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In our present time the Kererū is a large bird with irridescent green and bronze feathers on its head and a smart white vest. The noisy beat of its wings is a distinctive sound in our forests. kererū is a bird endemic to New Zealand. Māori call it Kererū in most of the country but Kūkupa and Kūkū in some parts of the North Island, particularly in Northland.
Tūī are unique (endemic) to New Zealand and belong to the honeyeater family, which means they feed mainly on nectar from flowers of native plants. They are boisterous, medium-sized, common and widespread bird of forest and suburbia – they are kown for their distinctive white throat tufts (poi). Also there vocal ability, with a complicated mix of tuneful notes interspersed with coughs, grunts and wheezes. In flight, their bodies slant with the head higher than the tail, and their noisy whirring flight is interspersed with short glides.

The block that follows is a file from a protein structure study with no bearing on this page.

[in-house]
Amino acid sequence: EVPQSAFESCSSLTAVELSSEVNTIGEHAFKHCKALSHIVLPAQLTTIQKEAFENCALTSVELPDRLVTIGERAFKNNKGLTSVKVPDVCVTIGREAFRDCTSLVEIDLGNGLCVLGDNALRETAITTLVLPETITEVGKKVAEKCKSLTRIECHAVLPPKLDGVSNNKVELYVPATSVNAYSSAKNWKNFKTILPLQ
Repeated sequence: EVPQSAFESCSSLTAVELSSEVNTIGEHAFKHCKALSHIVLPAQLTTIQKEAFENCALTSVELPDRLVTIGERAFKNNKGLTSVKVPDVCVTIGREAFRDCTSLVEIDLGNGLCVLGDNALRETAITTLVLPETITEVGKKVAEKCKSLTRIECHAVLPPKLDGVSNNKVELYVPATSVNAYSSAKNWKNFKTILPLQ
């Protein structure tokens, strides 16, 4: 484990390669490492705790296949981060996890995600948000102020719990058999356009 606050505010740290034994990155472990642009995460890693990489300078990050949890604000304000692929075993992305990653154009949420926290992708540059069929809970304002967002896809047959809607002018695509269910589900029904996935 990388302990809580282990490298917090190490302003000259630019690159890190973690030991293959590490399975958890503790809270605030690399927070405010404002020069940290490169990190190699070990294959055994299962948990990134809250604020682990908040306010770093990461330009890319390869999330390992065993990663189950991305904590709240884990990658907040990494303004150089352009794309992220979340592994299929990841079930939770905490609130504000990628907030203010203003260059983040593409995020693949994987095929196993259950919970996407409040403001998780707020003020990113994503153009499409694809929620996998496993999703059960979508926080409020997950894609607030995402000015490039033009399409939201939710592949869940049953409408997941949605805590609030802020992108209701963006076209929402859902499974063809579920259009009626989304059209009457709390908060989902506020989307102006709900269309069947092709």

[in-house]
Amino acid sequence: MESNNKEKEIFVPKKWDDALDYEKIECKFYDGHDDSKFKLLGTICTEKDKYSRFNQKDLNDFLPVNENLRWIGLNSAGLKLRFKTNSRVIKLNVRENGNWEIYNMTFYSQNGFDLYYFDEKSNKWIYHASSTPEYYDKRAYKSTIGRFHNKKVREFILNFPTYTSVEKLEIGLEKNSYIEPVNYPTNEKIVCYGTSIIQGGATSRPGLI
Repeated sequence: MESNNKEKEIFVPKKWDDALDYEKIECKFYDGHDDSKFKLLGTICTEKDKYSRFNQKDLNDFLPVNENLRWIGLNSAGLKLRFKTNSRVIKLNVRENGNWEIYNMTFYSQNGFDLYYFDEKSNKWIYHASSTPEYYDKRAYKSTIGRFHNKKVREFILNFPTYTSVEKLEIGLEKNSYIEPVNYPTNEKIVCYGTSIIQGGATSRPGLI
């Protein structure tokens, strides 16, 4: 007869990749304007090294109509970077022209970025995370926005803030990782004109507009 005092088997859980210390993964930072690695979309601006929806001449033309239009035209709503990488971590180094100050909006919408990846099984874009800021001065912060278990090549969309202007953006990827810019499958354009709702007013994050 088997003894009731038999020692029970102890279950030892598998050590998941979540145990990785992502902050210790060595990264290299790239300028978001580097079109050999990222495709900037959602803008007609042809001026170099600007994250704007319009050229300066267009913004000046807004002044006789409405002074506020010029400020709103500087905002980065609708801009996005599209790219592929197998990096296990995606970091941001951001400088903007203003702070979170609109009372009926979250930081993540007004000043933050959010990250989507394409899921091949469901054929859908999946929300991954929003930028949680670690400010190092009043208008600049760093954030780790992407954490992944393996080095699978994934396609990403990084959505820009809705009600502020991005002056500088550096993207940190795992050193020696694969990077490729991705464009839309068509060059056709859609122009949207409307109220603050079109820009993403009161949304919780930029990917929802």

This painting depicts both birds in mid flight soaking the sunlight piercing through the silhouette of Pohutukawa Trees that grow along State Highway 2 in Waiotahe just before reaching Opotiki Town.
This study uses form, structure, and light to give perspective and depth of field to evoke a transcendental connection.
Limited edition archival canvas prints are available.
Archival prints are stretched on a wooden frame.
Size: 720mm x 720mm.
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